Joannes Vermorel, founder and CEO of Lokad, a cutting edge software development company located in Paris, France discusses Microsoft's cloud platform strengths and limitations. Vermorel and staff decided long before Azure was released to production and while it was still in beta form, to move their company's application infrastructure to the cloud using Azure. They began doing so in early 2009 and never looked back. Microsoft's clear vision of the cloud and what it could be provided the company with all the direction they needed for success.
Early adopters of Microsoft's vision of cloud computing profess their successes with Azure one year after its release
Using Internet of Things (IoT) technologies, colleges and universities are linking anything and everything to create new applications that elevate the campus experience.
It's called a Smart Campus. And it's transforming campus life for students, faculty and visitors.
When everything is connected, devices and applications can interact with users and with each other in ways that weren't possible before: digital classrooms, connected campus ID cards, connected lighting and building environmental systems and …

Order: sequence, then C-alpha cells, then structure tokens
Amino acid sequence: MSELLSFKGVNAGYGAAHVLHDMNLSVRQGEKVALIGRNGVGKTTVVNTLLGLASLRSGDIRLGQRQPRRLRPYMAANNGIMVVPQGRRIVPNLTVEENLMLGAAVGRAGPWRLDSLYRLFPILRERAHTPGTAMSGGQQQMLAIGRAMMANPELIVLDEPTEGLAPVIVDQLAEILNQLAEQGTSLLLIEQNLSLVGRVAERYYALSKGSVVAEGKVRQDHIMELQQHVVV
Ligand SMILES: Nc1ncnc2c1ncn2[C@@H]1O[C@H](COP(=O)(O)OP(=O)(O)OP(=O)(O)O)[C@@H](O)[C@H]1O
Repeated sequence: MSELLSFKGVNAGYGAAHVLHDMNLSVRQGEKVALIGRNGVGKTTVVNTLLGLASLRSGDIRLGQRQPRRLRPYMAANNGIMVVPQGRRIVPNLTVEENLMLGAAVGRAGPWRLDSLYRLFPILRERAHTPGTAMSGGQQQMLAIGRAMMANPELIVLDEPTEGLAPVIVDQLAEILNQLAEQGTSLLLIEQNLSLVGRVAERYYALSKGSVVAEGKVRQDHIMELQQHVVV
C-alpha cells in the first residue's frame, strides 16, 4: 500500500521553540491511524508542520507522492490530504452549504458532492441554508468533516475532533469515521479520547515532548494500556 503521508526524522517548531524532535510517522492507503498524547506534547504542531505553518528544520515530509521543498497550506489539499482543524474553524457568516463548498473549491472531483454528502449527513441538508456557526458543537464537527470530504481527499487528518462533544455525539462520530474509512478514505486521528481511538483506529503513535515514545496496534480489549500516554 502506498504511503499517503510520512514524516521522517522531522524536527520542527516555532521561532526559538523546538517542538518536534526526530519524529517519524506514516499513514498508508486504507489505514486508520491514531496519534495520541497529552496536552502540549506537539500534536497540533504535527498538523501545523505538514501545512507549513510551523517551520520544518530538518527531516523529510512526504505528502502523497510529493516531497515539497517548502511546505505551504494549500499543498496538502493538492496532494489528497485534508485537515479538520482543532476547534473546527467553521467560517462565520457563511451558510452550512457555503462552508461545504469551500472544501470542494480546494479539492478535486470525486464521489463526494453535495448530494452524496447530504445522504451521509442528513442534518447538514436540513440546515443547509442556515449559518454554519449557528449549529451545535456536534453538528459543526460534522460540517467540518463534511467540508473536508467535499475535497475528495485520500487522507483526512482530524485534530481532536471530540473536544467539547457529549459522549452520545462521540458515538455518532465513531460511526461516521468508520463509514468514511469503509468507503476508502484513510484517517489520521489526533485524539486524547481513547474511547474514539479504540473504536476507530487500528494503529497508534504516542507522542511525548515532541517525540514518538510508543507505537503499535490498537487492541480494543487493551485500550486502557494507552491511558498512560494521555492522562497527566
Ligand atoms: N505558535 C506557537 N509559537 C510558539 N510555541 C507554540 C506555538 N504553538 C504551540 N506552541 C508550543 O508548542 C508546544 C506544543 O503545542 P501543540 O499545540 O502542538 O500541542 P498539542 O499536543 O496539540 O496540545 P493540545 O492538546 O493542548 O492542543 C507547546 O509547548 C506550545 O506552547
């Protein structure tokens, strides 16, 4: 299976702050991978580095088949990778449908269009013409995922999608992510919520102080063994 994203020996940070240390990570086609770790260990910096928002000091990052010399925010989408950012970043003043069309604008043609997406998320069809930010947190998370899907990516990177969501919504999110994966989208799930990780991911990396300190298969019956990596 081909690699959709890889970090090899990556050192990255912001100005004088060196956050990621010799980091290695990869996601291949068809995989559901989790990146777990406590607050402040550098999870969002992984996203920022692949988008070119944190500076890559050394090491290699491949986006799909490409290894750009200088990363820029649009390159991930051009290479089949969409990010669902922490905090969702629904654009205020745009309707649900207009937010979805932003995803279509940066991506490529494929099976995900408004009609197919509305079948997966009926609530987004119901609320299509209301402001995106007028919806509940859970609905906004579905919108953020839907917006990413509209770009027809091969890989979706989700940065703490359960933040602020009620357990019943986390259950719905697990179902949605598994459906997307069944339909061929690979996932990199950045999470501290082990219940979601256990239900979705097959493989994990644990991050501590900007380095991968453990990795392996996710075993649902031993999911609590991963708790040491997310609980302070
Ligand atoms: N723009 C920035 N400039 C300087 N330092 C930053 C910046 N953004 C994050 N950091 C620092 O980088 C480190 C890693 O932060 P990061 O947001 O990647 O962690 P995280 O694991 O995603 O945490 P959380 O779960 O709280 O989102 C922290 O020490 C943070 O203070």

IT planners have far more options as to where to run their workloads than ever before. On-premises data centers, co-location facilities and managed services providers are now joined by hybrid multi-clouds – a combination of Software-, Infrastructure- and Platform-as-a-Service (SaaS, IaaS, and PaaS) execution venues. All have unique operational, performance and economic characteristics that need to be considered when deploying workloads.
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